Alopecia Areata (AA), a type of inherited skin disease commonly referred to as spot baldness, causes patches of hair loss that result in bald spots, which, over time, spread into ever-larger areas. The affliction can alternatively manifest as a more diffused hair loss, affecting a large area and thinning the hair substantially. unlike pattern baldness, which is permanent, spot baldness is often reversed with time. It’s a relatively common condition occurring in one out of every 100 people, men and women, in North America, and it may recur multiple times throughout life.
More serious cases of AA can manifest in two ways:
Alopecia totalis: All hair on the scalp falls out
Alopecia universalis: All hair on all parts of the body falls out
Less serious cases can manifest in two ways:
alopecia areata monolocularis: All baldness occurs in one specific place on the scalp—80% of cases fall into this category
alopecia areata barbae: Baldness occurs in patches within a man’s beard
AA can appear at any age, but most diagnoses occur in patients between ages 15 to 21. Half of these occur before the age of 20. The psychological impact on these young adults can be graver due to age of onset.
AA occurs when the patient’s white blood cells attach to and destroy the hair follicles; therefore, this makes it an autoimmune disease. Diagnosing AA can be tricky, though, since it doesn’t follow a predictable course. For some, burning and itching occurs in the balding area. Smooth, bald scalp is exposed in round or oval shapes. What is commonly termed “exclamation point hair” may occur on the edge of the bald spot. This condition results when the white blood cells attack the lower part of the follicle and cause a finally tapered end to the hair strand.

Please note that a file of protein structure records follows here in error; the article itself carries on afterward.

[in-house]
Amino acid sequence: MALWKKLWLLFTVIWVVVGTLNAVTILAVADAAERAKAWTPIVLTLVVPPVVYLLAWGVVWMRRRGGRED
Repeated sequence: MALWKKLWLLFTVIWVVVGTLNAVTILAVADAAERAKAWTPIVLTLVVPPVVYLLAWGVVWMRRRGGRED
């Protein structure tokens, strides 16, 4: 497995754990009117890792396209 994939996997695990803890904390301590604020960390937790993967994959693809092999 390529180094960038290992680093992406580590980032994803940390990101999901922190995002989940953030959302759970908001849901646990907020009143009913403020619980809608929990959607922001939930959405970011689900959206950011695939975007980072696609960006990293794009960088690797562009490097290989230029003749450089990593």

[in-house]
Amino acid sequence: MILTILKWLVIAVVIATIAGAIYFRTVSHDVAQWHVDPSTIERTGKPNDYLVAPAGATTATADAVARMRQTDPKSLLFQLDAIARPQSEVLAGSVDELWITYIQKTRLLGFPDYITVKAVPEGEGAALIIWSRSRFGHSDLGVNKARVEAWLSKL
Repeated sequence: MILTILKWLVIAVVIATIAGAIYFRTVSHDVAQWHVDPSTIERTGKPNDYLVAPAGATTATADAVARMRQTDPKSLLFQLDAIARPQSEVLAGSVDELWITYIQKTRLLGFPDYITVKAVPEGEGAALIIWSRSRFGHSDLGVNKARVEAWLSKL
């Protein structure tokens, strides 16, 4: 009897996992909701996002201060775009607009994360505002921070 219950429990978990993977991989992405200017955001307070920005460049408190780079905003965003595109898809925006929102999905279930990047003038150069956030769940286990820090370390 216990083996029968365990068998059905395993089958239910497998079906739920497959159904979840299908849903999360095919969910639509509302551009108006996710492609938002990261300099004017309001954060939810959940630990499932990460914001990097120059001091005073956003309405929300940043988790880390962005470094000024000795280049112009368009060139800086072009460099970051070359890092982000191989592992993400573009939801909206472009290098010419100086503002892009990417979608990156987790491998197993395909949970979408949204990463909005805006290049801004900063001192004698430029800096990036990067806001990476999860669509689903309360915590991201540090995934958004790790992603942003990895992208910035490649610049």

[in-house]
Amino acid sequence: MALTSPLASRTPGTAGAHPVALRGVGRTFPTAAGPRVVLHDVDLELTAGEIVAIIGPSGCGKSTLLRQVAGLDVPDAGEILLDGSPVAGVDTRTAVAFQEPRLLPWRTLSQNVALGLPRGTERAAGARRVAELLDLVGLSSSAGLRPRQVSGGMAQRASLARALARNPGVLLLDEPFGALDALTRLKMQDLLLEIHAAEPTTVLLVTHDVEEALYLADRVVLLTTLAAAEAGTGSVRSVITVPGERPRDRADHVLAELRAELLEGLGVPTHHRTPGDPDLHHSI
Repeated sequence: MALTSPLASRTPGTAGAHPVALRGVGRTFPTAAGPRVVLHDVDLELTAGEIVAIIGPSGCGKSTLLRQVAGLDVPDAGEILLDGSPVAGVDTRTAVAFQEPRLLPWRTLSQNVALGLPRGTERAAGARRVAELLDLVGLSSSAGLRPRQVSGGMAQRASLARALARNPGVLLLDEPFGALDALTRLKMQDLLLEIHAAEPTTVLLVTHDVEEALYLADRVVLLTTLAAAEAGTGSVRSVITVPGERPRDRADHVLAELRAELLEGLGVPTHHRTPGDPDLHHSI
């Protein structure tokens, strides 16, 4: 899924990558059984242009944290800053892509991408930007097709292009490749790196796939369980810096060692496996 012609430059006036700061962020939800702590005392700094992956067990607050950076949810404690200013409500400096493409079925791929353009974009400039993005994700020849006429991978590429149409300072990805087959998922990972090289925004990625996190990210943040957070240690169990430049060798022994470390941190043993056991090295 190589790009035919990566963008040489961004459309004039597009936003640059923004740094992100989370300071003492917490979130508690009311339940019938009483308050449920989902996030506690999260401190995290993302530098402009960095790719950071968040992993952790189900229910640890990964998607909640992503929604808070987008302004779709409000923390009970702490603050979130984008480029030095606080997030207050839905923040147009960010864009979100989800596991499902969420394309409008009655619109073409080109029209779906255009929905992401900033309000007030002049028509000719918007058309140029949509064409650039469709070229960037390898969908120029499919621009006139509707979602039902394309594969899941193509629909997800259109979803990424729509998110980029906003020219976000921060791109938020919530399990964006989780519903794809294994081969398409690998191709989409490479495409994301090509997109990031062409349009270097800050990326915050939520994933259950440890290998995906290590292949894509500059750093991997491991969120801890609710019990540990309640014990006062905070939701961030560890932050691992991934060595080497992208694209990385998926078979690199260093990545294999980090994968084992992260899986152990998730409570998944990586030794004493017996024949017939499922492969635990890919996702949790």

Hair grows back with treatment in 90% of people afflicted with AA. fortunately, available treatment options help alleviate symptoms. Doctors may inject steroids directly into the bald places or may prescribe a topical cream, which is applied to the head.
when the disease is more progressed, oral steroids taken for a short period of time may help. Long-term use is not recommended since this can cause osteoporosis, diabetes, or fragile skin. Other treatments include:
minoxidil, commonly referred to by the brand name Rogaine, has helped patients grow hair as a side effect of the drug. experts don’t know why, but its use generally results in success for AA patients.
Cyclosporine: Doctors may be hesitant to prescribe this medicine since its side effects include kidney damage and high blood pressure. Also, it attacks the body’s immune system, making the patient susceptible to other medical conditions. Most often it is taken orally.
DNCB: The full name of this chemical is dinitrochioro benzene. Severe AA can be relieved by continued application; however, it does not work in all cases. Because of its potency, DNCB should be taken only with close supervision of a doctor who is experienced and trained in its use.
Hair transplant surgery isn’t recommended for those suffering from AA but micro Scalp Pigmentation is a popular treatment for those suffering from this desease.